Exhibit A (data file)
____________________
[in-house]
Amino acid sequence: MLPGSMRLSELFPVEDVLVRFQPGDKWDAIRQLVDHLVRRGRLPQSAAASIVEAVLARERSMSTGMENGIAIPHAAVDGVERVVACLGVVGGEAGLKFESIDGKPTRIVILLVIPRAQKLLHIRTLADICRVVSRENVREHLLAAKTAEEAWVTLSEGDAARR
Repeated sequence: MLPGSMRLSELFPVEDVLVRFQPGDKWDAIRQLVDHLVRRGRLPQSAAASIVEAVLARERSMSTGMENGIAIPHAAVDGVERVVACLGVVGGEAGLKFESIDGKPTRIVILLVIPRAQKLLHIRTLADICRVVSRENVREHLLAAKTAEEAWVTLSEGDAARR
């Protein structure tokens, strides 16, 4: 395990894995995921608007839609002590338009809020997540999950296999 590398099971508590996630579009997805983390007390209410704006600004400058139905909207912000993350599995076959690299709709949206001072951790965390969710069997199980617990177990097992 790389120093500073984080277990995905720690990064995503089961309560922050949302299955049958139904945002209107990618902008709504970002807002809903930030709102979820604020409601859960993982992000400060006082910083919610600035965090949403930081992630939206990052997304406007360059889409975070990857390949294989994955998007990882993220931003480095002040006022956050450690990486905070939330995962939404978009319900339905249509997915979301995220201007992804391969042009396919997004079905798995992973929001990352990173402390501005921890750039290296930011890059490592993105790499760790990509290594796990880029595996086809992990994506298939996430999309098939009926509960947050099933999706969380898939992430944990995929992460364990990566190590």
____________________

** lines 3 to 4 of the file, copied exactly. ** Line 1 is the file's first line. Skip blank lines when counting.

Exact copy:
Repeated sequence: MLPGSMRLSELFPVEDVLVRFQPGDKWDAIRQLVDHLVRRGRLPQSAAASIVEAVLARERSMSTGMENGIAIPHAAVDGVERVVACLGVVGGEAGLKFESIDGKPTRIVILLVIPRAQKLLHIRTLADICRVVSRENVREHLLAAKTAEEAWVTLSEGDAARR
């Protein structure tokens, strides 16, 4: 395990894995995921608007839609002590338009809020997540999950296999 590398099971508590996630579009997805983390007390209410704006600004400058139905909207912000993350599995076959690299709709949206001072951790965390969710069997199980617990177990097992 790389120093500073984080277990995905720690990064995503089961309560922050949302299955049958139904945002209107990618902008709504970002807002809903930030709102979820604020409601859960993982992000400060006082910083919610600035965090949403930081992630939206990052997304406007360059889409975070990857390949294989994955998007990882993220931003480095002040006022956050450690990486905070939330995962939404978009319900339905249509997915979301995220201007992804391969042009396919997004079905798995992973929001990352990173402390501005921890750039290296930011890059490592993105790499760790990509290594796990880029595996086809992990994506298939996430999309098939009926509960947050099933999706969380898939992430944990995929992460364990990566190590």